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Richard Penna

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Everything posted by Richard Penna

  1. Can't you just put the album (yes Bruce, it's an album) on and enjoy it, without worrying about how it's structured? I'd hope that your desire for reconceptualisation only becomes a big problem if the album is compiled Thomas Newman style (even I struggle with his albums sometimes). This one doesn't look to bad, surely?
  2. This, essentially. Even if the official release doesn't omit any music, there is bound to be some alternate/insert/mixing difference/clean opening/ending, or some other issue which makes me want to hang on to the sessions. And like the post above mine, I have enough HDD space that I dont need to delete anything.
  3. Yeah, the #2 song is good, although that's entirely down to the fact that it uses Powell's melody. I don't overly care for the vocals, but the percussion is really cool.
  4. Yeah, I've missed out on this and a few other things because they're on a subscription thing. Meh. I never even bothered figuring out what the hell Britbox is anyway; I have enough subscriptions as it is.
  5. I was surprised at the time that Silvestri took on such a big project - you don't see many composers maintaining busy film schedules and TV at the same time. I find TV scores are always hit and miss, regardless of who's composing. They need so much music, and by a certain point they start tracking music. Tyler's Yellowstone and McCreary's Outlander are two current TV scores I keep an eye on, and they both have the same issue - some great highlights, surrounded by a lot of average or repetitive material. As much as I'm sure many around here would love to imagine JW would nail every second, I don't think the TV world is optimised for that.
  6. In many cases it's not even that. Sphere, along with most of Varese's 90s releases, was only 35 minutes. The complete score to Sphere is 1:41, with other action scores from that period floating around that kind of length. That means that just ~30% of those scores is initially available. While far from ideal, an initial release of that length is better than nothing. We lived with countless albums of this length for decades. If a score gets that sort of reconceptualised release, that point is where your input in any part of the release process for that score should end. You've got your symphony, and now that time has passed and the rest of us get our expansion.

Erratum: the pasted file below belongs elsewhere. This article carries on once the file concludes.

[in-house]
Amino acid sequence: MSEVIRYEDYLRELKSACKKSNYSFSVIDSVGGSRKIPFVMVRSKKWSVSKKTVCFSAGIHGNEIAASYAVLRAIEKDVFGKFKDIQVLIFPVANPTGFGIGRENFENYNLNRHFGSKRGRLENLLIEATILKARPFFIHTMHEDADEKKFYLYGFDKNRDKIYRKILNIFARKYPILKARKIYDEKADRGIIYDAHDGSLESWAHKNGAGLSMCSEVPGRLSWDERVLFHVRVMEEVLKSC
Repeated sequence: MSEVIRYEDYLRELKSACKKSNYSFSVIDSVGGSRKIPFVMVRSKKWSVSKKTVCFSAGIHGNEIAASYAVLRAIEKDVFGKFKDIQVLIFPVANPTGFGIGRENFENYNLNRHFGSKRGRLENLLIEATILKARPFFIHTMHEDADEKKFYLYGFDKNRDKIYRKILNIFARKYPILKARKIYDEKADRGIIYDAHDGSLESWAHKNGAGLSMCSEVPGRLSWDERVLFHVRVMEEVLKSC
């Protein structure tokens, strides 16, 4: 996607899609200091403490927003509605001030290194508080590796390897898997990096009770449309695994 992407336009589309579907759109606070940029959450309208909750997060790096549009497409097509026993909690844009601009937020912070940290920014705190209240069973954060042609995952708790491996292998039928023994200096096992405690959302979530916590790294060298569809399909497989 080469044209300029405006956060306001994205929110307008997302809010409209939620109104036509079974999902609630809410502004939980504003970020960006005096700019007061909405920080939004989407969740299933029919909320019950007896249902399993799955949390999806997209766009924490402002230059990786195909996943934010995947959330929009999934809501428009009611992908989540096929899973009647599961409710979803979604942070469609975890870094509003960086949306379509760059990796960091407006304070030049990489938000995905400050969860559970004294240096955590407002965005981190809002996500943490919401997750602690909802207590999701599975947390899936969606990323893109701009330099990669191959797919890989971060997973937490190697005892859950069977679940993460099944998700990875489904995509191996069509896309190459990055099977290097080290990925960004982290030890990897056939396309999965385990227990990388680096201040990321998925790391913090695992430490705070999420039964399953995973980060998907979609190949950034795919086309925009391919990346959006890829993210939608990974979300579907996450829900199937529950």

7. The 'Mystery Theme' in all its guises, is what initially made me sit up and notice the score. I love its melancholy sound, and how pliable it is amongst various settings.
  8. I picked him up on this on the last round of this neverending debate here: https://www.jwfan.com/forums/index.php?/topic/18489-the-official-varese-sarabande-thread/&do=findComment&comment=1704251 In a nutshell - he not only dislikes expanded releases, but actively wishes they wouldn't happen, and that the rest of us weren't able to buy additional music. Yet when I pick him up on this unheard-of selfishness, I'm apparently attacking his ability to have 'preferences'. Mehhhh.
  9. My copy just arrived I'm noticing that Varese tends to send their dispatch e-mail the afternoon before they actually send it, and that it takes two days for delivery. Still, much faster than waiting for it to cross the pond. As I was hoping, the combined cues have space between them - I always liked having the opening and march sections of Ths Is Berk separate from the promo. Pretty much the only thing I don't like is Jonsi's song.
  10. I seem to remember that you decided Silvestri had likely made a mistake with the digital album of (Ready Player One or Avengers Endgame, don't remember which) before listening to it, solely on the fact that it breached a CD's capacity by a few minutes. Now I happen to find RPO boring (so there goes that one), and Endgame is a tad long, so there's definitely merit in that view. But a score's quality absolutely justifies its release length, but that's a factor that, for the average score, few people will exactly agree on, hence by setting yourself such subjective and interpretable measurements, you're setting yourself up to frown upon so any albums, because you're (if you don't mind my saying so) so sensitive to that delicate balance which is affected by a multude of factors. Most of us just deal with it by trimming an album here or there or, adding a few cues from a promo.